What carriers don’t want you to know about SD-WAN

By - February 17, 2019

Software Defined Wide Area Networking (SD-WAN) is the next generation of WAN technologies to provide connectivity between people and applications. The challenge with many organizations today is that applications and datasets are scattered across locations, data centers (private and public), and SaaS providers. Traditional WAN technologies are struggling to keep up with diverse connectivity needs for applications and users that are no longer confined to central data centers and branch offices. SD-WAN is being touted by many as a way to overcome these challenges while lowering costs and simplifying management. Some of the key benefits include:

1. Intelligent path selection removes the barriers of routing traffic based only on IP addresses. Traffic can move based on actual path performance aligned with application specific requirements.

2. Centralized management to lower deployment times and costs associated with monitoring and maintenance.

3. End-to-end encryption to protect sensitive data flows across public and private transports.

4. Local Internet offloading allowing branches to take advantage of high speed Internet directly at the branch instead of backhauling to a central site.

There is one more key, if not fundamental, benefit of SD-WAN that traditional carriers fail to mention. SD-WAN offers the ability to finally divorce carriers and their 140+ years of telephone company culture. A culture that limits their managed technologies to the bounds of their templates; takes them 90 days to implement new services; and locks customers into long contracts with limited flexibility. SD-WAN isn’t just an advanced failover technology combined with lower cost broadband and redundant carriers – many companies have been doing that for decades. SD-WAN is freedom. Here is how to position SD-WAN to take advantage of its full potential:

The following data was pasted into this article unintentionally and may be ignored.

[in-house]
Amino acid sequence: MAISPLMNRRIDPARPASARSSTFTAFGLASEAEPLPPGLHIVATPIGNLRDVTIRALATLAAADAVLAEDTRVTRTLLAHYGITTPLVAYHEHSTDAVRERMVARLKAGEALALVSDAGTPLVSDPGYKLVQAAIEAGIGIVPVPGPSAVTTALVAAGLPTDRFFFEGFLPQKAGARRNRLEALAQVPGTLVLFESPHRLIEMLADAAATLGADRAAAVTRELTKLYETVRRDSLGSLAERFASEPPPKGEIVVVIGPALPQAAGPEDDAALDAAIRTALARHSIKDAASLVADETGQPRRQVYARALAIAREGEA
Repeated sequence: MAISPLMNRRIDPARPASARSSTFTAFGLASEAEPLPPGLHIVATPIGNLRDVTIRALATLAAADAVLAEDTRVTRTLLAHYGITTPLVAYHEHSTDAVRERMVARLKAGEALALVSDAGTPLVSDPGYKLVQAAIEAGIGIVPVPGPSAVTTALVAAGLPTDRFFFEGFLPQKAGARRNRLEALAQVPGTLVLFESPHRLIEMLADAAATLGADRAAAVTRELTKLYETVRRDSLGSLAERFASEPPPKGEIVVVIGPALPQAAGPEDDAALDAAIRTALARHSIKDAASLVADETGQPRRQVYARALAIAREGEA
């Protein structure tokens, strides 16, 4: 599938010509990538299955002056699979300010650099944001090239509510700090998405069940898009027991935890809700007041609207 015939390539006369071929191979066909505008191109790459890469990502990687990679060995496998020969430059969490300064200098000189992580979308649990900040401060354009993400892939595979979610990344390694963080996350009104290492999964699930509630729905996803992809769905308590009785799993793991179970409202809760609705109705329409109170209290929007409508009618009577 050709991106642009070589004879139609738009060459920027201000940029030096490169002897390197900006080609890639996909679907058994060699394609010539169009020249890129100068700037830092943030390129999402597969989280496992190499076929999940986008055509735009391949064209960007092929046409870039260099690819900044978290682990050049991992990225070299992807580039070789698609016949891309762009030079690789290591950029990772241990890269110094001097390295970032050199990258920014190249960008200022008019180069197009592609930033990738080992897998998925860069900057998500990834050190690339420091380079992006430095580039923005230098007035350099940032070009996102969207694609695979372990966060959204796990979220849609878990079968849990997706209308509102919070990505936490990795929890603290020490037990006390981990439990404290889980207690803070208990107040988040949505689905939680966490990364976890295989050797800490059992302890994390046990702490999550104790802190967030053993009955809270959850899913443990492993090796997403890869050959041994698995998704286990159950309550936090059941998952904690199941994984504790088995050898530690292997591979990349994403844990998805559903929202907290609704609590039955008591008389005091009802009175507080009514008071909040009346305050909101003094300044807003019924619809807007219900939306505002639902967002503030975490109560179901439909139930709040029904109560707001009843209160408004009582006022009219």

1. Maintain full control of the components that will provide your SD-WAN features. These could be routers, security appliances, virtual appliances, etc. You might outsource management of these services but keep them separate from the companies providing the connectivity.

2. Where uptime is critical, identify at least two transport options. This could be anything from fiber, copper, wireless, or cable. More options are becoming available everyday – even in rural markets. You won’t know for certain if they are dependent on a common backhaul until the day it breaks, which is why freedom is essential. Work with a company to locate the available options for your service areas and request they do the search as a fee-based arrangement. Many companies will offer this assistance for free, but in many ways are working for the phone companies and will align your options based on their kickback from the providers.

3. Negotiate contracts with shorter terms. Carriers want to lock you into a long-term contract with minimum revenue commitments. As bandwidth prices continue to decline and more transport options are becoming available, such as 5G or satellite, the last thing you want is a long-term commitment to bandwidth with little flexibility.